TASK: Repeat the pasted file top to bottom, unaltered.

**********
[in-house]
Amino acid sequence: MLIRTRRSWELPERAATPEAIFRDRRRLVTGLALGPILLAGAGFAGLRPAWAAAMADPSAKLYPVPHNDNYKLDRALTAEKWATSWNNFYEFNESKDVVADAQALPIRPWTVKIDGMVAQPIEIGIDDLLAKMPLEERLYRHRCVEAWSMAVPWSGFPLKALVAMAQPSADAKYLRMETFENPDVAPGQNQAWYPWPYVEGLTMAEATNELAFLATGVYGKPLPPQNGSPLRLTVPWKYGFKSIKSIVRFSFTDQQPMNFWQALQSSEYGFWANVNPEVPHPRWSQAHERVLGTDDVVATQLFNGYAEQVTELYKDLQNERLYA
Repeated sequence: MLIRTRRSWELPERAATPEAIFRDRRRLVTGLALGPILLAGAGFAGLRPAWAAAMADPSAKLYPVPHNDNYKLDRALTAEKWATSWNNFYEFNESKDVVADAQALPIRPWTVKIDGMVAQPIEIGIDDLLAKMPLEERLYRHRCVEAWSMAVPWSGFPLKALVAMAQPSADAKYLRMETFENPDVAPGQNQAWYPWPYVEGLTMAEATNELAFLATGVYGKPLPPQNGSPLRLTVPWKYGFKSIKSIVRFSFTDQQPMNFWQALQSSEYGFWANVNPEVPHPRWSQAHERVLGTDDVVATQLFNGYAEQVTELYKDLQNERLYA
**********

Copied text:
[in-house]
Amino acid sequence: MLIRTRRSWELPERAATPEAIFRDRRRLVTGLALGPILLAGAGFAGLRPAWAAAMADPSAKLYPVPHNDNYKLDRALTAEKWATSWNNFYEFNESKDVVADAQALPIRPWTVKIDGMVAQPIEIGIDDLLAKMPLEERLYRHRCVEAWSMAVPWSGFPLKALVAMAQPSADAKYLRMETFENPDVAPGQNQAWYPWPYVEGLTMAEATNELAFLATGVYGKPLPPQNGSPLRLTVPWKYGFKSIKSIVRFSFTDQQPMNFWQALQSSEYGFWANVNPEVPHPRWSQAHERVLGTDDVVATQLFNGYAEQVTELYKDLQNERLYA
Repeated sequence: MLIRTRRSWELPERAATPEAIFRDRRRLVTGLALGPILLAGAGFAGLRPAWAAAMADPSAKLYPVPHNDNYKLDRALTAEKWATSWNNFYEFNESKDVVADAQALPIRPWTVKIDGMVAQPIEIGIDDLLAKMPLEERLYRHRCVEAWSMAVPWSGFPLKALVAMAQPSADAKYLRMETFENPDVAPGQNQAWYPWPYVEGLTMAEATNELAFLATGVYGKPLPPQNGSPLRLTVPWKYGFKSIKSIVRFSFTDQQPMNFWQALQSSEYGFWANVNPEVPHPRWSQAHERVLGTDDVVATQLFNGYAEQVTELYKDLQNERLYA